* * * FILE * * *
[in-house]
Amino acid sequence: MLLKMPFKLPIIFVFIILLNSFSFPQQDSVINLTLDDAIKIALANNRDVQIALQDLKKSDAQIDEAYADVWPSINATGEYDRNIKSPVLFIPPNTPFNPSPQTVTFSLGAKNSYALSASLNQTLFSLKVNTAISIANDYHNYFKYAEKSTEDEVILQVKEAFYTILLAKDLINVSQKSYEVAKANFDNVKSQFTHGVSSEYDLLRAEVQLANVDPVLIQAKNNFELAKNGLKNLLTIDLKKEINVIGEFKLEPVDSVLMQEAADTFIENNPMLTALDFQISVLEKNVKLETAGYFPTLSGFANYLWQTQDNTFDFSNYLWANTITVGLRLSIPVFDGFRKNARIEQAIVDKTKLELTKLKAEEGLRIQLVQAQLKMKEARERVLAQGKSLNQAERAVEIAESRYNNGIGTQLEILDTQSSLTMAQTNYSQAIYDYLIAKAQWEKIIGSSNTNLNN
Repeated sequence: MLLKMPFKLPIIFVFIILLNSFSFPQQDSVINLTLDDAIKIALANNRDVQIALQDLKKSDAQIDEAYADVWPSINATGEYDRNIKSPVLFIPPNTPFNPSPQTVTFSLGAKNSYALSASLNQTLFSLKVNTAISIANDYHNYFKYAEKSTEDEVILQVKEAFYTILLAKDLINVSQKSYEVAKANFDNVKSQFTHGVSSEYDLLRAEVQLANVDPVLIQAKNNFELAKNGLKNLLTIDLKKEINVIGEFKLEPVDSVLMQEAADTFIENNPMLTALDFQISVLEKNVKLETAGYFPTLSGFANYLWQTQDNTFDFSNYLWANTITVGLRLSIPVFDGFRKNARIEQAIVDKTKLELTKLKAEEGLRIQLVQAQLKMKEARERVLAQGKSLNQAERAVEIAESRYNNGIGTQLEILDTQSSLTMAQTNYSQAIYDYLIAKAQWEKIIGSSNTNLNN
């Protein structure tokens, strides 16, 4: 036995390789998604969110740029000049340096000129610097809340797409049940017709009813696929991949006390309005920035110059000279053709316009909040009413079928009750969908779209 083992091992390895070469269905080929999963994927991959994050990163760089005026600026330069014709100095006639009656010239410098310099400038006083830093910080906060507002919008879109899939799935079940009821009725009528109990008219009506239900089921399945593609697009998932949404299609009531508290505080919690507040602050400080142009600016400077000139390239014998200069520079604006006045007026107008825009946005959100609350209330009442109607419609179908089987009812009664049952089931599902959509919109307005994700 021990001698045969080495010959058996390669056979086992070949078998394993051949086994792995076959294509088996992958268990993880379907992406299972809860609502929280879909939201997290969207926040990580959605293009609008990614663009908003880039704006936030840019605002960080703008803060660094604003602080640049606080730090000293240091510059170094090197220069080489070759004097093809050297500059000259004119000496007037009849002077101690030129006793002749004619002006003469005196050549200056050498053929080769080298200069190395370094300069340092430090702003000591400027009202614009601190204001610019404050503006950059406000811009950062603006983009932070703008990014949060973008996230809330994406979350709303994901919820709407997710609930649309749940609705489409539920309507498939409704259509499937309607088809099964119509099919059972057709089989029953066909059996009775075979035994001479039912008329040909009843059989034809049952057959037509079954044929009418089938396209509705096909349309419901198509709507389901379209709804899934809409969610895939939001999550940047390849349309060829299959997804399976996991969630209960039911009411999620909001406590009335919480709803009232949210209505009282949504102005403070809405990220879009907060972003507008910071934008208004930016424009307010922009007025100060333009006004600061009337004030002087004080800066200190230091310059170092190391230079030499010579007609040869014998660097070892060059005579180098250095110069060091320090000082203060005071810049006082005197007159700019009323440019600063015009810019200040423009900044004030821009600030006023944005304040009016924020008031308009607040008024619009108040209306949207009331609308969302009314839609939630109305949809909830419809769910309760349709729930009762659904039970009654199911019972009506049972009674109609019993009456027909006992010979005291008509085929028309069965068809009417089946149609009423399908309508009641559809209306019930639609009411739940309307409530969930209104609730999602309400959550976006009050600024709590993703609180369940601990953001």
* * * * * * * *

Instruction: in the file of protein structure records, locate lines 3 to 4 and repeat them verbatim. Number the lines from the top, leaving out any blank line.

Repeated sequence: MLLKMPFKLPIIFVFIILLNSFSFPQQDSVINLTLDDAIKIALANNRDVQIALQDLKKSDAQIDEAYADVWPSINATGEYDRNIKSPVLFIPPNTPFNPSPQTVTFSLGAKNSYALSASLNQTLFSLKVNTAISIANDYHNYFKYAEKSTEDEVILQVKEAFYTILLAKDLINVSQKSYEVAKANFDNVKSQFTHGVSSEYDLLRAEVQLANVDPVLIQAKNNFELAKNGLKNLLTIDLKKEINVIGEFKLEPVDSVLMQEAADTFIENNPMLTALDFQISVLEKNVKLETAGYFPTLSGFANYLWQTQDNTFDFSNYLWANTITVGLRLSIPVFDGFRKNARIEQAIVDKTKLELTKLKAEEGLRIQLVQAQLKMKEARERVLAQGKSLNQAERAVEIAESRYNNGIGTQLEILDTQSSLTMAQTNYSQAIYDYLIAKAQWEKIIGSSNTNLNN
């Protein structure tokens, strides 16, 4: 036995390789998604969110740029000049340096000129610097809340797409049940017709009813696929991949006390309005920035110059000279053709316009909040009413079928009750969908779209 083992091992390895070469269905080929999963994927991959994050990163760089005026600026330069014709100095006639009656010239410098310099400038006083830093910080906060507002919008879109899939799935079940009821009725009528109990008219009506239900089921399945593609697009998932949404299609009531508290505080919690507040602050400080142009600016400077000139390239014998200069520079604006006045007026107008825009946005959100609350209330009442109607419609179908089987009812009664049952089931599902959509919109307005994700 021990001698045969080495010959058996390669056979086992070949078998394993051949086994792995076959294509088996992958268990993880379907992406299972809860609502929280879909939201997290969207926040990580959605293009609008990614663009908003880039704006936030840019605002960080703008803060660094604003602080640049606080730090000293240091510059170094090197220069080489070759004097093809050297500059000259004119000496007037009849002077101690030129006793002749004619002006003469005196050549200056050498053929080769080298200069190395370094300069340092430090702003000591400027009202614009601190204001610019404050503006950059406000811009950062603006983009932070703008990014949060973008996230809330994406979350709303994901919820709407997710609930649309749940609705489409539920309507498939409704259509499937309607088809099964119509099919059972057709089989029953066909059996009775075979035994001479039912008329040909009843059989034809049952057959037509079954044929009418089938396209509705096909349309419901198509709507389901379209709804899934809409969610895939939001999550940047390849349309060829299959997804399976996991969630209960039911009411999620909001406590009335919480709803009232949210209505009282949504102005403070809405990220879009907060972003507008910071934008208004930016424009307010922009007025100060333009006004600061009337004030002087004080800066200190230091310059170092190391230079030499010579007609040869014998660097070892060059005579180098250095110069060091320090000082203060005071810049006082005197007159700019009323440019600063015009810019200040423009900044004030821009600030006023944005304040009016924020008031308009607040008024619009108040209306949207009331609308969302009314839609939630109305949809909830419809769910309760349709729930009762659904039970009654199911019972009506049972009674109609019993009456027909006992010979005291008509085929028309069965068809009417089946149609009423399908309508009641559809209306019930639609009411739940309307409530969930209104609730999602309400959550976006009050600024709590993703609180369940601990953001």